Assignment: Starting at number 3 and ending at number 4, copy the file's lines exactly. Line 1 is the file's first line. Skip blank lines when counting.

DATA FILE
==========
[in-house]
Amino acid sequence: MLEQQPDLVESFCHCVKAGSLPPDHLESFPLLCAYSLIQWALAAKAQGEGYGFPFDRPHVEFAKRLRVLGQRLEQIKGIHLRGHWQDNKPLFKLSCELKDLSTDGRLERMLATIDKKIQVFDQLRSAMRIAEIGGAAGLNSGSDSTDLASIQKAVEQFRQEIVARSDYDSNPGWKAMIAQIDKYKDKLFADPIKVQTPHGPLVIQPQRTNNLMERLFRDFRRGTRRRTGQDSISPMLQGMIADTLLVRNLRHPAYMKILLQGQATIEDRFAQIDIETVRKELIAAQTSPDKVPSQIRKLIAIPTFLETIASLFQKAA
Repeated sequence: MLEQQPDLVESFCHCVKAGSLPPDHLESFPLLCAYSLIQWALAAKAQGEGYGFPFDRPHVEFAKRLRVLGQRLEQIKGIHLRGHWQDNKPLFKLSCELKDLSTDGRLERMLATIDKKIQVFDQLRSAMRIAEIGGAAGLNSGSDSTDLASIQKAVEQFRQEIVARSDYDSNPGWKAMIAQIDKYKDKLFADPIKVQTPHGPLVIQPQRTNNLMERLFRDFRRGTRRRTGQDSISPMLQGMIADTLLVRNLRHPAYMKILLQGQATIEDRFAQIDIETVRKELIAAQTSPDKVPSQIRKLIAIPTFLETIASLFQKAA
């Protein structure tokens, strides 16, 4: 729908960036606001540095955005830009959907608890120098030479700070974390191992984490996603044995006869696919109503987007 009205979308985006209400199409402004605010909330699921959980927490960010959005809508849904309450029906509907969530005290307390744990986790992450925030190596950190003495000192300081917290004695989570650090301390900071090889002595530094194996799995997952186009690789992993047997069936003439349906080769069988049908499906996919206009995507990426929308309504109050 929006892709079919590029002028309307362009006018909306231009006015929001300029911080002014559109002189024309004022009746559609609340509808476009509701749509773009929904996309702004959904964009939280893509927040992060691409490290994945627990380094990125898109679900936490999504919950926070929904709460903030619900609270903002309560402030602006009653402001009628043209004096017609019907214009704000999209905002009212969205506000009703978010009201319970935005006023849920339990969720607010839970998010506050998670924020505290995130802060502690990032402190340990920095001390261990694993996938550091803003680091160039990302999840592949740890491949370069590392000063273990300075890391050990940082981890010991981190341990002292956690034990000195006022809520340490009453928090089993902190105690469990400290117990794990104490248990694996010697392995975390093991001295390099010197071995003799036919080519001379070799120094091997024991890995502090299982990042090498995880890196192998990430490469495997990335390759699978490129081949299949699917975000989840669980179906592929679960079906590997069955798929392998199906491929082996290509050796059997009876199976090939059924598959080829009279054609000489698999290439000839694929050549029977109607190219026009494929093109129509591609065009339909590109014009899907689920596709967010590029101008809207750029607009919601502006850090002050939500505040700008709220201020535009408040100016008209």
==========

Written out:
Repeated sequence: MLEQQPDLVESFCHCVKAGSLPPDHLESFPLLCAYSLIQWALAAKAQGEGYGFPFDRPHVEFAKRLRVLGQRLEQIKGIHLRGHWQDNKPLFKLSCELKDLSTDGRLERMLATIDKKIQVFDQLRSAMRIAEIGGAAGLNSGSDSTDLASIQKAVEQFRQEIVARSDYDSNPGWKAMIAQIDKYKDKLFADPIKVQTPHGPLVIQPQRTNNLMERLFRDFRRGTRRRTGQDSISPMLQGMIADTLLVRNLRHPAYMKILLQGQATIEDRFAQIDIETVRKELIAAQTSPDKVPSQIRKLIAIPTFLETIASLFQKAA
């Protein structure tokens, strides 16, 4: 729908960036606001540095955005830009959907608890120098030479700070974390191992984490996603044995006869696919109503987007 009205979308985006209400199409402004605010909330699921959980927490960010959005809508849904309450029906509907969530005290307390744990986790992450925030190596950190003495000192300081917290004695989570650090301390900071090889002595530094194996799995997952186009690789992993047997069936003439349906080769069988049908499906996919206009995507990426929308309504109050 929006892709079919590029002028309307362009006018909306231009006015929001300029911080002014559109002189024309004022009746559609609340509808476009509701749509773009929904996309702004959904964009939280893509927040992060691409490290994945627990380094990125898109679900936490999504919950926070929904709460903030619900609270903002309560402030602006009653402001009628043209004096017609019907214009704000999209905002009212969205506000009703978010009201319970935005006023849920339990969720607010839970998010506050998670924020505290995130802060502690990032402190340990920095001390261990694993996938550091803003680091160039990302999840592949740890491949370069590392000063273990300075890391050990940082981890010991981190341990002292956690034990000195006022809520340490009453928090089993902190105690469990400290117990794990104490248990694996010697392995975390093991001295390099010197071995003799036919080519001379070799120094091997024991890995502090299982990042090498995880890196192998990430490469495997990335390759699978490129081949299949699917975000989840669980179906592929679960079906590997069955798929392998199906491929082996290509050796059997009876199976090939059924598959080829009279054609000489698999290439000839694929050549029977109607190219026009494929093109129509591609065009339909590109014009899907689920596709967010590029101008809207750029607009919601502006850090002050939500505040700008709220201020535009408040100016008209």